Maternal and Child Health Journal

, Volume 19, Issue 3, pp 651–663 | Cite as

Low Rates of Postpartum Glucose Screening Among Indigenous and non-Indigenous Women in Australia with Gestational Diabetes

  • Catherine Chamberlain
  • Anna McLean
  • Jeremy Oats
  • Brian Oldenburg
  • Sandra Eades
  • Ashim Sinha
  • Rory Wolfe
Article

Abstract

Women with gestational diabetes have a high risk of type 2 diabetes postpartum, with Indigenous women particularly affected. This study reports postpartum diabetes screening rates among Indigenous and non-Indigenous women with gestational diabetes, in Far North Queensland, Australia. Retrospective study including 1,012 women with gestational diabetes giving birth at a regional hospital from 1/1/2004 to 31/12/2010. Data were linked between hospital records, midwives perinatal data, and laboratory results, then analysed using survival analysis and logistic regression. Indigenous women had significantly longer times to first oral glucose tolerance test (OGTT) [hazards ratio (HR) 0.62, 95 % confidence interval (CI) 0.48–0.79, p < 0.0001) and ‘any’ postpartum glucose test (HR 0.81, 95 % CI 0.67–0.98, p = 0.03], compared to non-Indigenous women. Postpartum screening rates among all women were low. However, early OGTT screening rates (<6 months) were significantly lower among Indigenous women (13.6 vs. 28.3 %, p < 0.0001), leading to a persistent gap in cumulative postpartum screening rates. By 3 years postpartum, cumulative rates of receiving an OGTT, were 24.6 % (95 % CI 19.9–30.2 %) and 34.1 % (95 % CI 30.6–38.0 %) among Indigenous and non-Indigenous women, respectively. Excluding OGTTs in previous periods, few women received OGTTs at 6–24 months (7.8 vs. 6.7 %) or 2–4 years (5.2 vs. 6.5 %), among Indigenous and non-Indigenous women, respectively. Low rates of postpartum diabetes screening demonstrate that essential ‘ongoing management’ and ‘equity’ criteria for population-based screening for gestational diabetes are not being met; particularly among Indigenous women, for whom recent guideline changes have specific implications. Strategies to improve postpartum screening after gestational diabetes are urgently needed.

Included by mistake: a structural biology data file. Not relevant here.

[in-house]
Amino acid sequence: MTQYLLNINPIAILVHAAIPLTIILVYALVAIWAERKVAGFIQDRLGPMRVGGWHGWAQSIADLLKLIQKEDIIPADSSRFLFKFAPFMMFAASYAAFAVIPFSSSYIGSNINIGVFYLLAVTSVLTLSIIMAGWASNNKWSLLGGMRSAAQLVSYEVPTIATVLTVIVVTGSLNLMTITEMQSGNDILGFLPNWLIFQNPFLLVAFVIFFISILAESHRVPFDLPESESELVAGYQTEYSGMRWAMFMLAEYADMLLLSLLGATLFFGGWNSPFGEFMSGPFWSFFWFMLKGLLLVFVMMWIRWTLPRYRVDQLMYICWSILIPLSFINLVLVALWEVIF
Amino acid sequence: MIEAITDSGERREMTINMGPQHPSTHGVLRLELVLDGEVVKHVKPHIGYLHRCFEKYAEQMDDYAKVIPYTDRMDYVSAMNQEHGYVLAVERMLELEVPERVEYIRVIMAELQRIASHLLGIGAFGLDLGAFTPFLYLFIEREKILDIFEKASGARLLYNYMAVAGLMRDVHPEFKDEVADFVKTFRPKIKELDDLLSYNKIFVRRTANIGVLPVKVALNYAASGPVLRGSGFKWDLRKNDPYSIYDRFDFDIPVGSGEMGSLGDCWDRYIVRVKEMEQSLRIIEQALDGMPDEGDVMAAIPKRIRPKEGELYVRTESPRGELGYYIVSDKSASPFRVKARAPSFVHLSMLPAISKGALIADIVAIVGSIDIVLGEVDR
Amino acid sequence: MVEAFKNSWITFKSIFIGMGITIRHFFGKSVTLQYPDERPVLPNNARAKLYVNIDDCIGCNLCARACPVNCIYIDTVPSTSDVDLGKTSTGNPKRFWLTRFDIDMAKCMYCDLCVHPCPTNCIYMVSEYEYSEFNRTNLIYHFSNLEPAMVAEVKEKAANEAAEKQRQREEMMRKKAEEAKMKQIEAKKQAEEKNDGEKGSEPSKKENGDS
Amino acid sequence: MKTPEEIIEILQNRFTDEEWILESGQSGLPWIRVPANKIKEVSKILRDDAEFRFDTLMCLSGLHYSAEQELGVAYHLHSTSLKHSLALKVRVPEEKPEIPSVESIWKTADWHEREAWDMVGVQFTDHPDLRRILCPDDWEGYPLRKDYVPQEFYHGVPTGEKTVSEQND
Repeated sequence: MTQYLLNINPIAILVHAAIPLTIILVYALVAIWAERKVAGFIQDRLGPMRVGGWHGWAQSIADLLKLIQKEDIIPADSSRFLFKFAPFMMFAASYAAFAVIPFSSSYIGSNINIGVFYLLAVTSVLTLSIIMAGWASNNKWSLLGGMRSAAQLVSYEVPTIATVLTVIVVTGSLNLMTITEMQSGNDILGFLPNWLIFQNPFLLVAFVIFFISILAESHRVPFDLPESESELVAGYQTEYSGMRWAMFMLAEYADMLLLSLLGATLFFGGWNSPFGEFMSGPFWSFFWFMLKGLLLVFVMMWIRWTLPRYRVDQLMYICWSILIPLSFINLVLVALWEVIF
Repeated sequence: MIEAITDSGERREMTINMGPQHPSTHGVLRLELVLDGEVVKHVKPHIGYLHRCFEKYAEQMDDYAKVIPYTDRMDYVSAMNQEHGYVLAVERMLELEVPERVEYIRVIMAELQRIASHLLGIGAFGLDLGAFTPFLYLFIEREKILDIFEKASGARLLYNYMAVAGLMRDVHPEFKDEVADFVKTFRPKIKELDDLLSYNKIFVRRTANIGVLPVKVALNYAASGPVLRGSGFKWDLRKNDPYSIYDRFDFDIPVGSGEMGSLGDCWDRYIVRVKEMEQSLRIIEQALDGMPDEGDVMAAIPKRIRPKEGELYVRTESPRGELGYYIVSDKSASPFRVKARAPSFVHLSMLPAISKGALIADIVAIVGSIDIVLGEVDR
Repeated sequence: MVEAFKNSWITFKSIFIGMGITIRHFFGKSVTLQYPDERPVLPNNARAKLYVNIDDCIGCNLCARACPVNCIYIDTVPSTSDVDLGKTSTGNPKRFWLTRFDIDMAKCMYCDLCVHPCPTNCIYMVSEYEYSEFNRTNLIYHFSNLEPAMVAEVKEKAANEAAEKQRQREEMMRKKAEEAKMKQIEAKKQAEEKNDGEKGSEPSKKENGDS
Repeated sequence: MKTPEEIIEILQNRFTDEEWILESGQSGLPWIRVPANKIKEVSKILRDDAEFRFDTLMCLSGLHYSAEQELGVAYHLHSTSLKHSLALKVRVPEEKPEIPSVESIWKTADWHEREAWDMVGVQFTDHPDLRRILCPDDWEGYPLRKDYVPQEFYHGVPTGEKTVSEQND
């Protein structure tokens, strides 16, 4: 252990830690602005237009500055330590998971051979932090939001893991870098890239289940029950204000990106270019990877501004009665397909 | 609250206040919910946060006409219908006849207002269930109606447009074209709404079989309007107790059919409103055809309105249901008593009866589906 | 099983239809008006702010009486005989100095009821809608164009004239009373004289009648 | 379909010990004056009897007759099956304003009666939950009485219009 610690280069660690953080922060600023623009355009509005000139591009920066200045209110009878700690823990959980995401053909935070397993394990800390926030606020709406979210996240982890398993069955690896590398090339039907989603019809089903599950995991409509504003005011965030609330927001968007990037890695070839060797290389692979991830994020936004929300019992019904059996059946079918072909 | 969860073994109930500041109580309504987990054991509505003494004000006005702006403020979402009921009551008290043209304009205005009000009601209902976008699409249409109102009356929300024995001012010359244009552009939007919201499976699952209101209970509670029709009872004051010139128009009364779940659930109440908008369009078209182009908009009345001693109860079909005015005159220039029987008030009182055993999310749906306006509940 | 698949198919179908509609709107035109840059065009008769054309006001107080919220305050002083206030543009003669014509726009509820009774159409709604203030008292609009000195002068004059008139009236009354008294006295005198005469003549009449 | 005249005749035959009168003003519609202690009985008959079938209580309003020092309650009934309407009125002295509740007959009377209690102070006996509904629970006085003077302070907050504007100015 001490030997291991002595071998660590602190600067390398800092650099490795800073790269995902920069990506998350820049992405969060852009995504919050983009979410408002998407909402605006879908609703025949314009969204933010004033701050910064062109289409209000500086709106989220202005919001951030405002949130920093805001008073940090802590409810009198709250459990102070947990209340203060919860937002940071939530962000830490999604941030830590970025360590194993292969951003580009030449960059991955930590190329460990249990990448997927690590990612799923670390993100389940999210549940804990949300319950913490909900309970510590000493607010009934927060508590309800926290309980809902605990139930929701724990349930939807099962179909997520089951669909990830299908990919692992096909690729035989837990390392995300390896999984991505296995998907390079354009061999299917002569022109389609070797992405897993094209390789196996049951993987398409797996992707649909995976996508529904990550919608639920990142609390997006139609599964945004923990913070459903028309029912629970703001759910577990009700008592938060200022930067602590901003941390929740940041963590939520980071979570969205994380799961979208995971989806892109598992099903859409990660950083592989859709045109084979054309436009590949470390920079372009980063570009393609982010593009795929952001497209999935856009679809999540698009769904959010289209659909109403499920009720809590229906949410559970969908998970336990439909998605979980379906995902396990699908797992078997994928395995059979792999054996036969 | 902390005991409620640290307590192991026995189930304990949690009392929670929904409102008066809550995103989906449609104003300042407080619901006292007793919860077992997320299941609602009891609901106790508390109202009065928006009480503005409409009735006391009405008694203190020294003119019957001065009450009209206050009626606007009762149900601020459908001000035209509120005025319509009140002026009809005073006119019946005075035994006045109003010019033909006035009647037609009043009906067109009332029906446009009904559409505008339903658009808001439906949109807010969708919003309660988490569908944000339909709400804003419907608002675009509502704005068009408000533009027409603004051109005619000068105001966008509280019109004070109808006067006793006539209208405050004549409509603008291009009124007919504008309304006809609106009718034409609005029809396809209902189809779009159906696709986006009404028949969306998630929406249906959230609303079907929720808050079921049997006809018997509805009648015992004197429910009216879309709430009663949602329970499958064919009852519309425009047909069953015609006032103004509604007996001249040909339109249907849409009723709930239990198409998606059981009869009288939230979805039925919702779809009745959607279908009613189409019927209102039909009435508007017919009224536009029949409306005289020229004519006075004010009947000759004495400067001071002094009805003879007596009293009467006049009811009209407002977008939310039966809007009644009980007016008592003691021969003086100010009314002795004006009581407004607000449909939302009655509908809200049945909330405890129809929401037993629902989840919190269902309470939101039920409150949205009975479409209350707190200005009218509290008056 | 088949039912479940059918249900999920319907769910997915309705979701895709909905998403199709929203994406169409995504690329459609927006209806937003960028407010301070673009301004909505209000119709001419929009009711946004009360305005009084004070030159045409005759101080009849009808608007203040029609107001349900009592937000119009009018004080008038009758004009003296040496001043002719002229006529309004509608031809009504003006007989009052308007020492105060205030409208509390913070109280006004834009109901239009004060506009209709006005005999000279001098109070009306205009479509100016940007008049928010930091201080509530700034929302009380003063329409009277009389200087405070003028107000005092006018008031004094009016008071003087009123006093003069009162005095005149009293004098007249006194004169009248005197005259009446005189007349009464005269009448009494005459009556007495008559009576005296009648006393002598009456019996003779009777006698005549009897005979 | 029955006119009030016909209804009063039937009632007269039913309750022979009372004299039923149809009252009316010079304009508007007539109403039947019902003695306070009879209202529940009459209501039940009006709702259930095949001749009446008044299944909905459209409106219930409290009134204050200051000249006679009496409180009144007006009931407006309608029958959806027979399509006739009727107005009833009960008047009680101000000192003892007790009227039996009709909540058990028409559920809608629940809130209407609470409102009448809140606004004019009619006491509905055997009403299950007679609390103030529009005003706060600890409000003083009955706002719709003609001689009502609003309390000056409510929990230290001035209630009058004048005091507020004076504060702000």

Keywords

Gestational diabetes mellitus Type 2 diabetes mellitus Diabetes Pregnancy Aboriginal Indigenous 

Abbreviations

CH

Cairns Hospital

CHCCS

Cairns Hospital Clinical Coding System

CI

Confidence interval

FPG

Fasting plasma glucose

HbA1C

Glycosated haemoglobin

HR

Hazards ratio

IADPSG

International Association for Diabetes in Pregnancy Study Group

ICD

International Classification of Disease

MPDC

Midwives perinatal data collection

MRR

Medical record review

OGTT

Oral glucose tolerance test

RPG

Random plasma glucose

SD

Standard deviation

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Copyright information

© Springer Science+Business Media New York 2014

Authors and Affiliations

  • Catherine Chamberlain
    • 1
  • Anna McLean
    • 2
  • Jeremy Oats
    • 3
  • Brian Oldenburg
    • 1
  • Sandra Eades
    • 4
  • Ashim Sinha
    • 2
  • Rory Wolfe
    • 5
  1. 1.Global Health and Society Unit, Faculty of Medicine, Nursing and Health SciencesMonash UniversityPrahranAustralia
  2. 2.Cairns Diabetes CentreCairnsAustralia
  3. 3.Melbourne School of Population and Global HealthMelbourne UniversityBurnleyAustralia
  4. 4.Sydney School of Public Health, Sydney Medical SchoolThe University of SydneySydneyAustralia
  5. 5.Department of Epidemiology and Preventive Medicine, Faculty of Medicine, Nursing and Health SciencesMonash UniversityPrahranAustralia

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